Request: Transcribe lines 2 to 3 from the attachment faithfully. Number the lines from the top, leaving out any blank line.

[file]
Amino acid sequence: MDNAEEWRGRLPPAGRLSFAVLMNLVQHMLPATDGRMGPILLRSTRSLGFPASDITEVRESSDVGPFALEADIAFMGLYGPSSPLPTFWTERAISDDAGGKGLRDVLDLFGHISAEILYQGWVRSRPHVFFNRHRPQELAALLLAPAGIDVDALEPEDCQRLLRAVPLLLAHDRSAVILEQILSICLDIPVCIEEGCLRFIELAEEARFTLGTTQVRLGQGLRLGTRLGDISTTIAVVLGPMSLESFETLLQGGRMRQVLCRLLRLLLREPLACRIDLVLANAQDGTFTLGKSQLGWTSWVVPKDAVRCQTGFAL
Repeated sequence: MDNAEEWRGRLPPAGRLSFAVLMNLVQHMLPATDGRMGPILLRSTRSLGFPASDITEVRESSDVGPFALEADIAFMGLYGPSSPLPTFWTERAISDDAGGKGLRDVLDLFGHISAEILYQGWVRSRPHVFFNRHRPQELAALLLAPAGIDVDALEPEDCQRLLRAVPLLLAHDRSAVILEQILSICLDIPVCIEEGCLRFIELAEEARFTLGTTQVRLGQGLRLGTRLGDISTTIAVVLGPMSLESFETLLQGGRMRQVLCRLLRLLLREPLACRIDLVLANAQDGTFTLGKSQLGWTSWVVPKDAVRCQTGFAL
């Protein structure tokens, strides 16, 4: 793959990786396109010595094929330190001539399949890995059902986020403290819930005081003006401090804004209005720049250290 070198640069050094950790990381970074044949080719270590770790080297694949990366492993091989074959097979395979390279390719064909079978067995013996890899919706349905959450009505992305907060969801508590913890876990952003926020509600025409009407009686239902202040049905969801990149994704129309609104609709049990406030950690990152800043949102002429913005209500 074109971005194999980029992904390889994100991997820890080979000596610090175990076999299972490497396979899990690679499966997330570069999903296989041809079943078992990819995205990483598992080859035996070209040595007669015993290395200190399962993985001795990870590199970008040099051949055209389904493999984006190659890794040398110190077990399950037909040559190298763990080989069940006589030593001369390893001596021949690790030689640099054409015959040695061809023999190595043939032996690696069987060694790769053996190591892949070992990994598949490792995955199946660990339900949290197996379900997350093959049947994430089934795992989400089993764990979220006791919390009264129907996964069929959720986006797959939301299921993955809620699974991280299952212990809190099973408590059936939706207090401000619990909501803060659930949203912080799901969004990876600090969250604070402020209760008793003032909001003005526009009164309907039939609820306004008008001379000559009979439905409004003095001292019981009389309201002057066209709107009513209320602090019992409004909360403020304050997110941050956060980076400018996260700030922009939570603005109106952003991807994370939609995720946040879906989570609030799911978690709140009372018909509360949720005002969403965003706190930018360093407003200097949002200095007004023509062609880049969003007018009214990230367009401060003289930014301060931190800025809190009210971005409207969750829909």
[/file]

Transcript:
Repeated sequence: MDNAEEWRGRLPPAGRLSFAVLMNLVQHMLPATDGRMGPILLRSTRSLGFPASDITEVRESSDVGPFALEADIAFMGLYGPSSPLPTFWTERAISDDAGGKGLRDVLDLFGHISAEILYQGWVRSRPHVFFNRHRPQELAALLLAPAGIDVDALEPEDCQRLLRAVPLLLAHDRSAVILEQILSICLDIPVCIEEGCLRFIELAEEARFTLGTTQVRLGQGLRLGTRLGDISTTIAVVLGPMSLESFETLLQGGRMRQVLCRLLRLLLREPLACRIDLVLANAQDGTFTLGKSQLGWTSWVVPKDAVRCQTGFAL
């Protein structure tokens, strides 16, 4: 793959990786396109010595094929330190001539399949890995059902986020403290819930005081003006401090804004209005720049250290 070198640069050094950790990381970074044949080719270590770790080297694949990366492993091989074959097979395979390279390719064909079978067995013996890899919706349905959450009505992305907060969801508590913890876990952003926020509600025409009407009686239902202040049905969801990149994704129309609104609709049990406030950690990152800043949102002429913005209500 074109971005194999980029992904390889994100991997820890080979000596610090175990076999299972490497396979899990690679499966997330570069999903296989041809079943078992990819995205990483598992080859035996070209040595007669015993290395200190399962993985001795990870590199970008040099051949055209389904493999984006190659890794040398110190077990399950037909040559190298763990080989069940006589030593001369390893001596021949690790030689640099054409015959040695061809023999190595043939032996690696069987060694790769053996190591892949070992990994598949490792995955199946660990339900949290197996379900997350093959049947994430089934795992989400089993764990979220006791919390009264129907996964069929959720986006797959939301299921993955809620699974991280299952212990809190099973408590059936939706207090401000619990909501803060659930949203912080799901969004990876600090969250604070402020209760008793003032909001003005526009009164309907039939609820306004008008001379000559009979439905409004003095001292019981009389309201002057066209709107009513209320602090019992409004909360403020304050997110941050956060980076400018996260700030922009939570603005109106952003991807994370939609995720946040879906989570609030799911978690709140009372018909509360949720005002969403965003706190930018360093407003200097949002200095007004023509062609880049969003007018009214990230367009401060003289930014301060931190800025809190009210971005409207969750829909």